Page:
Harrison Avenue Bridge Project To Start Monday

This is an archived article and the information in the article may be outdated. Please look at the time stamp on the story to see when it was last updated.

SCRANTON -- A long-awaited bridge project in Scranton is set to start next week.

But PennDOT officials said the span that's almost 100 years old will stay open while crews build a new one next to it.

The Harrison Avenue Bridge is one of the most distinctive parts of Scranton's landscape, but it hasn't looked so great the past few years.

PennDOT put up signs this week telling drivers that the project to replace the bridge will start on Monday.

PennDOT decided to build the new bridge directly next to the old bridge rather than cut off traffic between east and south Scranton.

That's good news for people who work on either side.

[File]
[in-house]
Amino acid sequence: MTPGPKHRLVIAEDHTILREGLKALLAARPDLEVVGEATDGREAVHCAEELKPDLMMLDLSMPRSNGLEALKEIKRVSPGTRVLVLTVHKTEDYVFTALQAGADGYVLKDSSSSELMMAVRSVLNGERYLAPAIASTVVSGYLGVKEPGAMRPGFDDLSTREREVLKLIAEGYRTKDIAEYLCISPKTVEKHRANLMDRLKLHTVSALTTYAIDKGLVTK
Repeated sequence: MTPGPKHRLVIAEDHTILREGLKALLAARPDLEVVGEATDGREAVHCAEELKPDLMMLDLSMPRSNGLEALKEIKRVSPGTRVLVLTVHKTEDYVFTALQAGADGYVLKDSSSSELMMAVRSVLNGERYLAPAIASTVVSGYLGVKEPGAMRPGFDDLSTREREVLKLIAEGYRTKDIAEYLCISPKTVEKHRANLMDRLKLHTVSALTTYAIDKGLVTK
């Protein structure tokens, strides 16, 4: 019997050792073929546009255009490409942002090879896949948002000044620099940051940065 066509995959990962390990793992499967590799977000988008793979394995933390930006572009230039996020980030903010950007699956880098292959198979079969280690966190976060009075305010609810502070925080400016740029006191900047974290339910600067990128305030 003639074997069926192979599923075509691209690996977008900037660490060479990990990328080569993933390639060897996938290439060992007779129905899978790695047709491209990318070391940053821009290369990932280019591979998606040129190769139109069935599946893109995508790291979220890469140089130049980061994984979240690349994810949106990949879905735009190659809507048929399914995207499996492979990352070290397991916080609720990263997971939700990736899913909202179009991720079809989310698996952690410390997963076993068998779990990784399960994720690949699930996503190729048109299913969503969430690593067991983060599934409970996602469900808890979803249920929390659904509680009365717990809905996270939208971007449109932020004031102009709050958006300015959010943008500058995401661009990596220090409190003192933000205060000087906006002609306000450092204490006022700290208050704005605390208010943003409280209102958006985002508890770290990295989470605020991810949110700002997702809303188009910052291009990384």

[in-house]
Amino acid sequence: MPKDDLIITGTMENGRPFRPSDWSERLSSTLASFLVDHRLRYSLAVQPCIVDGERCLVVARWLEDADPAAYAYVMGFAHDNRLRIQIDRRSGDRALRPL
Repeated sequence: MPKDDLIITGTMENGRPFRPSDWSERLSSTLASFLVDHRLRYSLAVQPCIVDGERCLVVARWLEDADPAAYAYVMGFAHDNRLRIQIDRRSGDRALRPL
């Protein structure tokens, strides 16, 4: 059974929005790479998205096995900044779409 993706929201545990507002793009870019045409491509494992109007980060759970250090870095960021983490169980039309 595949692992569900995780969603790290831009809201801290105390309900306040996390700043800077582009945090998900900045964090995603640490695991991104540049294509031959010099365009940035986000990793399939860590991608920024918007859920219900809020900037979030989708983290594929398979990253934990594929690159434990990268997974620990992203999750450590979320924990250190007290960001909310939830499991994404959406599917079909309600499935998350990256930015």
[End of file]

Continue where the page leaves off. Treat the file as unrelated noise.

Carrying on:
"Well, it certainly will help with access to the restaurant and access for our delivery business. We have a big delivery business, especially to the hospitals like Geisinger," said Patti Catalano, co-owner of La Trattoria Restaurant on Moosic Street.

Access to the hospitals in Scranton's hill section is one of the reasons PennDOT decided to keep the current bridge open. They will build the new one and a new street where a park is now.

While keeping the bridge open during construction is good news for drivers, people who live near the Harrison Avenue Bridge said they would rather deal with no bridge at all during construction instead of moving it closer to their neighborhood.

Neighbors who live on the first block of Crown Avenue said the Harrison Avenue Bridge project has been a sore subject.

The landscape of their neighborhood will drastically change over the next two and a half years, and a part of Scranton's history will go away.

"Construction today, it goes up quicker and faster, but it won't be made like it was years ago when it was made to last," said a neighbor on Crown Avenue who did not want to be identified.

According to PennDOT, it is one of the most structurally deficient bridges in the state. PennDOT officials said the $18 million project will not affect traffic for a few months.